The Role of Race and Gender in Ontario's Racialized Income Gap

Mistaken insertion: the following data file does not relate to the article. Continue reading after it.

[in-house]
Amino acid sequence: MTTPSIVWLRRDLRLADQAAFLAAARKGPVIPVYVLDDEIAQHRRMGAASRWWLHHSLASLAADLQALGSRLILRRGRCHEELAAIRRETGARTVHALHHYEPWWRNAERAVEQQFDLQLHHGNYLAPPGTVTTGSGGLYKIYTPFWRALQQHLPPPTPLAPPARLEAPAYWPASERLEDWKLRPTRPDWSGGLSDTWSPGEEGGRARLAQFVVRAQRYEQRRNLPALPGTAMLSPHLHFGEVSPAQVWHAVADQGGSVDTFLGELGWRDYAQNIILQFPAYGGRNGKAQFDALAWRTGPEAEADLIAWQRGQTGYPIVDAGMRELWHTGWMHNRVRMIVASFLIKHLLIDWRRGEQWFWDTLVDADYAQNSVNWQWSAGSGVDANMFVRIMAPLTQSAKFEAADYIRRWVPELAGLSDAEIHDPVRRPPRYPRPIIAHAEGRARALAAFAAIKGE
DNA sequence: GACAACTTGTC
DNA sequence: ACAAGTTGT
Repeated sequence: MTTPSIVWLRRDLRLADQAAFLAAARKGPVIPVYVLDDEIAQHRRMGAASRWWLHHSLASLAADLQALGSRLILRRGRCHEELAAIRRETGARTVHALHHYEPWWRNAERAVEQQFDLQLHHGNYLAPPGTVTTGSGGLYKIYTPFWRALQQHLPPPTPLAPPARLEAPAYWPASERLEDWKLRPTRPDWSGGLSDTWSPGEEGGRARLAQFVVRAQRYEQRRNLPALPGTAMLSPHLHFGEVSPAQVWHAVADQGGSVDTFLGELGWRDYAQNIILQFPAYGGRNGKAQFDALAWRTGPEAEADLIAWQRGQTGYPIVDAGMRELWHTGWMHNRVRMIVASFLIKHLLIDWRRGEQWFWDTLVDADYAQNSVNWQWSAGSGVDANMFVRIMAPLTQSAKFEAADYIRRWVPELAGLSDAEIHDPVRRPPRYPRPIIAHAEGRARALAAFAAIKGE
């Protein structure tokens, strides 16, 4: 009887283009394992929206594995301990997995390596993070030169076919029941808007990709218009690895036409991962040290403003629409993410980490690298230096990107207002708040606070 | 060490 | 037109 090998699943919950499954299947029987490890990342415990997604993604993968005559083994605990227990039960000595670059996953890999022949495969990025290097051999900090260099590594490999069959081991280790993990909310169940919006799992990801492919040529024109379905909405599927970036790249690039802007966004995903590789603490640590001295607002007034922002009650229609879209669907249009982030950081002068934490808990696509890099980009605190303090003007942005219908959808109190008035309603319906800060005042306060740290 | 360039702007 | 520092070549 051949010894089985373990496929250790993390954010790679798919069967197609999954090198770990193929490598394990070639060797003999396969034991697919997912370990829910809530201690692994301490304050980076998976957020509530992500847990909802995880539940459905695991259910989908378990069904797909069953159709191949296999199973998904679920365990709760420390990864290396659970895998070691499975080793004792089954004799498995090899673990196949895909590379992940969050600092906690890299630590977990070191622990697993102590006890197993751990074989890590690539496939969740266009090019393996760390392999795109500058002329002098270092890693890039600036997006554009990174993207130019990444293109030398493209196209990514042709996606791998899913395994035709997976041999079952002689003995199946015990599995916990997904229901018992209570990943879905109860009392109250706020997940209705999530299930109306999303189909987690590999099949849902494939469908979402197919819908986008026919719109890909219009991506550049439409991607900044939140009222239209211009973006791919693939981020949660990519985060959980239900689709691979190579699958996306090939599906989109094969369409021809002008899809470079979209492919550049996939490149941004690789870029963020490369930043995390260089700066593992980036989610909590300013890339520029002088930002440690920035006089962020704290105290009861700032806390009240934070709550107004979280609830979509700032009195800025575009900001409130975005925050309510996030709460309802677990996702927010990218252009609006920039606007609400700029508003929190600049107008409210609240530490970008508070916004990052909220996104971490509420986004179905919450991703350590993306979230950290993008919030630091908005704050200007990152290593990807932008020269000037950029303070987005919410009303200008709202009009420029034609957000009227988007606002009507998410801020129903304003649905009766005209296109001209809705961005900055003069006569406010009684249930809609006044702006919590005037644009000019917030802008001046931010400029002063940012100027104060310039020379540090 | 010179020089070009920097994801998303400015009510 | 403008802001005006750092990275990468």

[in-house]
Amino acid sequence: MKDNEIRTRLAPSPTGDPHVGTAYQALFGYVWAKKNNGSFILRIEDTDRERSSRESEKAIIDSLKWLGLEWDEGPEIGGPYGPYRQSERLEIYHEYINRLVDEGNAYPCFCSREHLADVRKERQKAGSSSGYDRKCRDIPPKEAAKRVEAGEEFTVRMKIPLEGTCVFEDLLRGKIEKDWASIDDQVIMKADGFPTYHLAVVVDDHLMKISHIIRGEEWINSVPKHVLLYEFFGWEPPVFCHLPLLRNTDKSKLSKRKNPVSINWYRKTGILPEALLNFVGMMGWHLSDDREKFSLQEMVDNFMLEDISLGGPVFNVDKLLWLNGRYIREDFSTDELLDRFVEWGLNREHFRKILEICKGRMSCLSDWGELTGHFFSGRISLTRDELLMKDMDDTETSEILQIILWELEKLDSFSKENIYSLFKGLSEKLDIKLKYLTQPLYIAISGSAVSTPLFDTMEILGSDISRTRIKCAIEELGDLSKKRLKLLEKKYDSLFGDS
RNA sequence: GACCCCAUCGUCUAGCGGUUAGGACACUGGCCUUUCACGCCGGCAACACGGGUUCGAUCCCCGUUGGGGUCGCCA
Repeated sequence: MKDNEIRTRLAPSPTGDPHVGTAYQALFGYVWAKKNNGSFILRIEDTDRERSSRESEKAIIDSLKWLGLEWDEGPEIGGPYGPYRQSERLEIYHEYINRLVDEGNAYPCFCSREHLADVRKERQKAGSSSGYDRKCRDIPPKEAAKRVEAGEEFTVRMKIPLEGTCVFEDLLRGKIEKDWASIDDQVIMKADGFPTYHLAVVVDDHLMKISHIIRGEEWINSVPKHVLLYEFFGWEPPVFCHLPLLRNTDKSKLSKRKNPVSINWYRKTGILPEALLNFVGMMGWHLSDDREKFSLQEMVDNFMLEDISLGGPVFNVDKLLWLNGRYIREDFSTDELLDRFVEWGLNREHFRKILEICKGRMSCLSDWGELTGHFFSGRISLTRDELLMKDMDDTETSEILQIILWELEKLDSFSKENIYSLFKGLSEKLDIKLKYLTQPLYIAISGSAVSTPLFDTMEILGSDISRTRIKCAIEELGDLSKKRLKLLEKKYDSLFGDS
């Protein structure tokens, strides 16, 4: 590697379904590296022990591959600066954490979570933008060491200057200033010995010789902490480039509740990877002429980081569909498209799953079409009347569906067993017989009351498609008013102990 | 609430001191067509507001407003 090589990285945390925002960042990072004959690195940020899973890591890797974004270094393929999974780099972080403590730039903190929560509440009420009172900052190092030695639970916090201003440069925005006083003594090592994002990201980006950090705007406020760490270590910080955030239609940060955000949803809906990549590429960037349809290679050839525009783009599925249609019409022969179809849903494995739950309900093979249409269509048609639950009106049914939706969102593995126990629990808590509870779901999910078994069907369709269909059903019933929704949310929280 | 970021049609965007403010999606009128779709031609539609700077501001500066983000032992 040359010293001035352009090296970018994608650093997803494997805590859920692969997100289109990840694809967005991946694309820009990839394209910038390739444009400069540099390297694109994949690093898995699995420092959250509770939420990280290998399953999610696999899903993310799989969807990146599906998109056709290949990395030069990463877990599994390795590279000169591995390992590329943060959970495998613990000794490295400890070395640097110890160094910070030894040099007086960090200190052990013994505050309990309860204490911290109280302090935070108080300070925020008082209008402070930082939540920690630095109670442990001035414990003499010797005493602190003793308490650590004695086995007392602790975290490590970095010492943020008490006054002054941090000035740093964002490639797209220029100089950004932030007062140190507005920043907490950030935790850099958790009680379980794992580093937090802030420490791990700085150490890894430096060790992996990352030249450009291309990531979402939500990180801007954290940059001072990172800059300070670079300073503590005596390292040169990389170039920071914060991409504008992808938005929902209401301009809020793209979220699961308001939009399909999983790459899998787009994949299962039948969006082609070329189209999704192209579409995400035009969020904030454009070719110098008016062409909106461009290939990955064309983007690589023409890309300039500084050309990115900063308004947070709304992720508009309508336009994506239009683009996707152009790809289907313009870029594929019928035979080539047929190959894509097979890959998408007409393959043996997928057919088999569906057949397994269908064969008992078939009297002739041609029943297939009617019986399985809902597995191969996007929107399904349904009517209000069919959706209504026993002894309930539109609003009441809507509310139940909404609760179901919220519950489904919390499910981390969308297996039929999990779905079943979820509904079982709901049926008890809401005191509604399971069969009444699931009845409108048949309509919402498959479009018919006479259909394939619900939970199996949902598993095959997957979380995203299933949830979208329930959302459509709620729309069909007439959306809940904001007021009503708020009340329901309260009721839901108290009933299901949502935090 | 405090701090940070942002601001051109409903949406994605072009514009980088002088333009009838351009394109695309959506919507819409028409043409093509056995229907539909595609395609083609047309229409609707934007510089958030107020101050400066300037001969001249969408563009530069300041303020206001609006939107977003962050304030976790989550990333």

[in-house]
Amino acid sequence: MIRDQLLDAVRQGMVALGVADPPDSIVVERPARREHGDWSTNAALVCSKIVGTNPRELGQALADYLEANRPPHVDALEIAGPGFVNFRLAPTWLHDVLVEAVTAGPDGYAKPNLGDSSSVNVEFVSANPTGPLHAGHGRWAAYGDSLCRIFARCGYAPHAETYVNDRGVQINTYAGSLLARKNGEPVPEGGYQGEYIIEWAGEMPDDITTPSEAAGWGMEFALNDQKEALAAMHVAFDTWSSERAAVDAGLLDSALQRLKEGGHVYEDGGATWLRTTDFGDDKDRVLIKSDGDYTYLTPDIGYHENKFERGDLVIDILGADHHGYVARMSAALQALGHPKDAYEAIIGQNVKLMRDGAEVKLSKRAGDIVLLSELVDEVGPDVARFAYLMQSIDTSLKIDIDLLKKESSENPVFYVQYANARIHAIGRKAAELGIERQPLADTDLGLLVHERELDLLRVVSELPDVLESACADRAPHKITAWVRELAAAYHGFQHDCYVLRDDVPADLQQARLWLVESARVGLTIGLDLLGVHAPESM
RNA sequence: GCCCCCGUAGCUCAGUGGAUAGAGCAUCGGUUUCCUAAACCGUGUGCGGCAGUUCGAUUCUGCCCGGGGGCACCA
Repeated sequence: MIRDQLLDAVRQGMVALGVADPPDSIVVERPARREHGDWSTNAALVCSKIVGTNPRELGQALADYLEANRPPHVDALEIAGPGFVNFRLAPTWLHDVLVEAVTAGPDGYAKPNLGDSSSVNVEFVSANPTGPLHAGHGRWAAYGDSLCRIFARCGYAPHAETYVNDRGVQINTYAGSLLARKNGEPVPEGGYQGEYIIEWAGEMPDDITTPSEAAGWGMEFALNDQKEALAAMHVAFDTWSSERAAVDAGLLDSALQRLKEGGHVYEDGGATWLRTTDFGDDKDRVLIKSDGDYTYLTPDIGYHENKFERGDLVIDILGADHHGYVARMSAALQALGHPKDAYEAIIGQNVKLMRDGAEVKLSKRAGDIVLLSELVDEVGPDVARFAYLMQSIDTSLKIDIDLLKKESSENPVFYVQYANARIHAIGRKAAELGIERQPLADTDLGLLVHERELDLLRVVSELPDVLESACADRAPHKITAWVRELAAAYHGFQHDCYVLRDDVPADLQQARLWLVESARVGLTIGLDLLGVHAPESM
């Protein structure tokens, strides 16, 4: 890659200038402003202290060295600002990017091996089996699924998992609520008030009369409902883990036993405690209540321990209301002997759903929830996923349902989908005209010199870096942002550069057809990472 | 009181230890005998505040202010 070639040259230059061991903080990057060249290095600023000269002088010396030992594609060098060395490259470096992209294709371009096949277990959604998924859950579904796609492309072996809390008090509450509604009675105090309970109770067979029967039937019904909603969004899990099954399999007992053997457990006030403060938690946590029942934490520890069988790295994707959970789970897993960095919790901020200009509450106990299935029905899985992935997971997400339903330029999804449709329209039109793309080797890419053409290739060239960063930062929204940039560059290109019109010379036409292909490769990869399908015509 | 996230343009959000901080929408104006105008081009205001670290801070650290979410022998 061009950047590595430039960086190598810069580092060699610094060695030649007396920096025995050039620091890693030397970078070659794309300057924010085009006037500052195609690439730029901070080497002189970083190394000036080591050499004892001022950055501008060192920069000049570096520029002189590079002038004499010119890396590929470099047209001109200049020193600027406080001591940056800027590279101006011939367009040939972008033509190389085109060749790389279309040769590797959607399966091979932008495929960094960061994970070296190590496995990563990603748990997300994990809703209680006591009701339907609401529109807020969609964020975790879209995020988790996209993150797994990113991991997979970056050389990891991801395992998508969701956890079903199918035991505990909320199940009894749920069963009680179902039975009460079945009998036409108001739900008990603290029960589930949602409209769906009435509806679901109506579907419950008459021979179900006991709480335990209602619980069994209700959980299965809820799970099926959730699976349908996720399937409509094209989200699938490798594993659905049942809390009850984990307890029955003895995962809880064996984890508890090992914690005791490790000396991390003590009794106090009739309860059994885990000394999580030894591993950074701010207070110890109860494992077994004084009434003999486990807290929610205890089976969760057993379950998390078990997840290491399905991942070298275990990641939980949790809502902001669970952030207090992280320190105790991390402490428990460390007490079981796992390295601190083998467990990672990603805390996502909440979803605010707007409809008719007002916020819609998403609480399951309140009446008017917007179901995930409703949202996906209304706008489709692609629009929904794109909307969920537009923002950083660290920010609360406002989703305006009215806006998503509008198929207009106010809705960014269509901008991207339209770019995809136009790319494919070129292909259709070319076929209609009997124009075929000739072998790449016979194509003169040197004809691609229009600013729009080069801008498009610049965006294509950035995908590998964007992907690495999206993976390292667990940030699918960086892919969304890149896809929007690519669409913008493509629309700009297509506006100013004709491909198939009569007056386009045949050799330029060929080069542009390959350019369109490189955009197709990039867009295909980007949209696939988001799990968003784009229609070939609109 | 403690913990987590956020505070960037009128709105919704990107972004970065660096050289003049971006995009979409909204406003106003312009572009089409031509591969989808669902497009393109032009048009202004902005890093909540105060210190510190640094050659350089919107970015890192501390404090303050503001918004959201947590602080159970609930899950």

A previous study by the Canadian Centre for Policy Alternatives shows the income gap between the rich and the rest of Ontario families has gotten worse, not better, over the past generation. This study looks at 2006 census data to describe the labour market experience of racialized Ontarians. It relies on Census data for Ontarians who self-describe as ‘visible minority,’ since Census terminology has not been updated to reflect the concept of racialization. The Census findings show a striking difference between racialized and non-racialized Ontarians. Racialized Ontarians are far more likely to live in poverty, to face barriers to Ontario’s workplaces, and even when they get a job, they are more likely to earn less than the rest of Ontarians. Among the core findings: Racialized Ontarians want work but have trouble finding it: While a larger share of racialized workers in Ontario were looking for work, fewer of them found jobs compared to the rest of Ontarians. Higher unemployment rates cut across the majority of racialized groups, accounting for 90 per cent of the racialized population. In 2005, long before the Great Recession wreaked havoc on Canada’s employment scene, the unemployment rate for racialized workers in Ontario was high — 8.7 per cent — compared to the 5.8 unemployment rate for the rest of Ontarians. Racialized Ontarians are paid less: Sexism and racial discrimination pack a double wallop for racialized women in Ontario, seriously hampering their earnings. They made 53.4 cents for every dollar non-racialized men made in 2005. Racialized men in Ontario made 73.6 cents for every dollar than non-racialized men made. Racialized women made 84.7 cents for every dollar that non-racialized women made. Controlling for age, immigration status, and education doesn’t eliminate the gap: First-generation racialized Ontarians aged 25–44 who have a university education earn less than non-racialized immigrants of the same age and educational attainment. The gap is widest for first-generation immigrants: racialized women make 47 cents for every dollar male, non-racialized immigrants make. For second-generation that gap persists at 54 cents. These labour market experiences result in much higher poverty rates for racialized Ontarians: While 6 per cent of non-racialized families lived in poverty in 2005, more than three times the share of racialized families, 18.7 per cent, lived in poverty. The findings show the employment and earnings gap between racialized Ontarians and the rest of the population remains stubbornly high — despite strong economic performance that Ontario enjoyed when this Census data was collected. It points to an overwhelming need for government to step in with policies to help break down racial and gender barriers in Ontario’s labour market.

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